One of the most magnetic, enigmatic performers of his or any time, actor and comedian Robin Williams died of an apparent suicide on Monday. He was at home and had been suffering from terminal depression. Williams was best known for comedies like the joyful Mrs. Doubtfire and the sublime The Birdcage, but it was for his role as the inspirational Walt Whitman-loving teacher John Keating in Dead Poets Society that he may in the end be best remembered.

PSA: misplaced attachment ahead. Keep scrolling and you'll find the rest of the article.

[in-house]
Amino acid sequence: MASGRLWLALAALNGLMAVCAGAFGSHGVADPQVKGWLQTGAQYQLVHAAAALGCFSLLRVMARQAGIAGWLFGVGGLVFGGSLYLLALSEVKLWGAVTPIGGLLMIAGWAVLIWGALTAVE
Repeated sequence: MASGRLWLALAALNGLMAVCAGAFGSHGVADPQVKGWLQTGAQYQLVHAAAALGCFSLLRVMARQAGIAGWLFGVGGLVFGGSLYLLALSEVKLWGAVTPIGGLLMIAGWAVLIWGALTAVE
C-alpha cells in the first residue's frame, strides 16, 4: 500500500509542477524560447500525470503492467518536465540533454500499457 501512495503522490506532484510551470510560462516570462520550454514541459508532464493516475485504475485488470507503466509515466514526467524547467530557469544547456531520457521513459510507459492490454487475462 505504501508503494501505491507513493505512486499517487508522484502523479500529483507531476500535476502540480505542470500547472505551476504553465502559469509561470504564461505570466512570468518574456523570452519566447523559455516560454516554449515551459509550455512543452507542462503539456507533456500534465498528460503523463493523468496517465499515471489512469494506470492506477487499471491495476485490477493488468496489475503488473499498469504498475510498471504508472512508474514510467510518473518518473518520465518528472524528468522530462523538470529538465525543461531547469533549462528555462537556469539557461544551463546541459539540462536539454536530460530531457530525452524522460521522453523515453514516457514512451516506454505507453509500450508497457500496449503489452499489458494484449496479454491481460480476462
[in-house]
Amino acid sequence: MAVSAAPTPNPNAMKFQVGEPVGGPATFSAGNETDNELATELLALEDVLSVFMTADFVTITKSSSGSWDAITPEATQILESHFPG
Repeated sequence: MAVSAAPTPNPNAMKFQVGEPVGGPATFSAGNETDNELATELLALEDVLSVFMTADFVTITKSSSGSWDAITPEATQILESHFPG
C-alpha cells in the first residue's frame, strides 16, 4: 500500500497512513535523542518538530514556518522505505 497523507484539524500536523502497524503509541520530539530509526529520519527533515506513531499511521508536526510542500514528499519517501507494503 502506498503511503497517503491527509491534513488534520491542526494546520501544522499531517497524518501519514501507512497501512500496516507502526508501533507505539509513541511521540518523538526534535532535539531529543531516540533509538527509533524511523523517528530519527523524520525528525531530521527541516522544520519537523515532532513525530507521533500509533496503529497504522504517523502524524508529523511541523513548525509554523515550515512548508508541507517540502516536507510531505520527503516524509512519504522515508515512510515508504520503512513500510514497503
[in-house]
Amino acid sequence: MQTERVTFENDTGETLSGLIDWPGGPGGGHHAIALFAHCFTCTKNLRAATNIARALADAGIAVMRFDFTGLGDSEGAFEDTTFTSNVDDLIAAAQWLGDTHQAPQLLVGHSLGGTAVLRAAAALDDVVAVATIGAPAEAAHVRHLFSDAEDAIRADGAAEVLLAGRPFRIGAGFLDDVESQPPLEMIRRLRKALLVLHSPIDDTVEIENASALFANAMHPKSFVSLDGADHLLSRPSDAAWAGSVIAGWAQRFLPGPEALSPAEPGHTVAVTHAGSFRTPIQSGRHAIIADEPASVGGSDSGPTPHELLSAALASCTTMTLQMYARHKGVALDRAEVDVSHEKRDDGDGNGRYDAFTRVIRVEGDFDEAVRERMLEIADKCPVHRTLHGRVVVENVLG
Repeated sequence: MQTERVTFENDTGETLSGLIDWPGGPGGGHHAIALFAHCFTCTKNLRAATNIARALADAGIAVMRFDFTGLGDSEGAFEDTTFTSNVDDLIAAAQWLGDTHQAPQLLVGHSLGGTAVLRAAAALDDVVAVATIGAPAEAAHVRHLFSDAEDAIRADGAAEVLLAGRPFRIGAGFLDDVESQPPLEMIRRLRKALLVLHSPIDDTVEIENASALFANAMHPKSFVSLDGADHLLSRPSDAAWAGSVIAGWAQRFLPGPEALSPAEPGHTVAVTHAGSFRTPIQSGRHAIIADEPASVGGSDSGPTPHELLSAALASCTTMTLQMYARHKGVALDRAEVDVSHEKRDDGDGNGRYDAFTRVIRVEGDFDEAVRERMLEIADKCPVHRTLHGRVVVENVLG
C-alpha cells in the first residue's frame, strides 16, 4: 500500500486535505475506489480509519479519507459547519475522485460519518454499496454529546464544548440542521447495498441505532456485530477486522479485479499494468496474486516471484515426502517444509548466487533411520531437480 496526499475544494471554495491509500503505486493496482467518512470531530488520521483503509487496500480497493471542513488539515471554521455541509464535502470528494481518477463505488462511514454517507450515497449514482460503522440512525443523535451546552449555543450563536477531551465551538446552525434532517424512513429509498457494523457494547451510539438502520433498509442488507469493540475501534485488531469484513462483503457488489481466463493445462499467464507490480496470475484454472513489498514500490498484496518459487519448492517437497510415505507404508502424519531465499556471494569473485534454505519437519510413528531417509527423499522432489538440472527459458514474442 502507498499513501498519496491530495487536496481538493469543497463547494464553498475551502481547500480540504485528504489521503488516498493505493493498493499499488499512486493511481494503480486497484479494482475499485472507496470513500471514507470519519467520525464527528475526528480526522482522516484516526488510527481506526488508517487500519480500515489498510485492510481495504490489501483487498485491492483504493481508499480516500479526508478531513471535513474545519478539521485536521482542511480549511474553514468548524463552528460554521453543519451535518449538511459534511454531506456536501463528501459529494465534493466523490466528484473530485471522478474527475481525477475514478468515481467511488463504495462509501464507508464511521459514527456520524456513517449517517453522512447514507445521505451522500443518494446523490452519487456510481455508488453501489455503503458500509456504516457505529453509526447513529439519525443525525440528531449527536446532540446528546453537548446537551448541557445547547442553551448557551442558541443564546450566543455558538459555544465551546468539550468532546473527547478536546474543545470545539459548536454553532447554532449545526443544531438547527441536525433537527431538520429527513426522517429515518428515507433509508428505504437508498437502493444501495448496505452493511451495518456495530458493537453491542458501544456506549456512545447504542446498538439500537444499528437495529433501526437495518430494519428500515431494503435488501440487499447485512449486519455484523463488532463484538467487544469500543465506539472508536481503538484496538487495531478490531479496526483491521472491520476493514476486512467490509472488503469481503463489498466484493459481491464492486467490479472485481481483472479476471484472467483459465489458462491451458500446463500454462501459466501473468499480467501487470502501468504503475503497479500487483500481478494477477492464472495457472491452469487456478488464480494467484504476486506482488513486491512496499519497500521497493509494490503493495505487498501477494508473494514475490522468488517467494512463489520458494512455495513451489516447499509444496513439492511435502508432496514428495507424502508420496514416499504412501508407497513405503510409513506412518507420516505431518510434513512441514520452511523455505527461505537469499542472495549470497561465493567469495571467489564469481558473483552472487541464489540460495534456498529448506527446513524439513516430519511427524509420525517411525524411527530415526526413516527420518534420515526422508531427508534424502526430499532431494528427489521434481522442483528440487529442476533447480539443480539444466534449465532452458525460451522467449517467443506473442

John Keating was a role Williams was born to play. Like Dr. Sean Maguire in Good Will Hunting–for which Williams won an Academy Award for Best Supporting Actor–Keating was a misfit in New England who has wisdom to impart but only a dim notion of his own place in the world. In Dead Poets–a very sad movie with suicide at its core–Williams’ marvelous performance as Keating gave an echoing depth to every comic role he played after. Now Robin Williams himself has joined the great dead poets society–with Emily Dickinson, Hart Crane, Walt Whitman and all the others who struggled mightily to live, to see and to share. Here is John Keating quoting Whitman to his students: “The question, O me! so sad, recurring—What good amid these, O me, O life? Answer. That you are here… that the powerful play goes on, and you will contribute a verse.” What verses Williams left us. Joy and zest and in the end sorrow. Rest in peace, genius.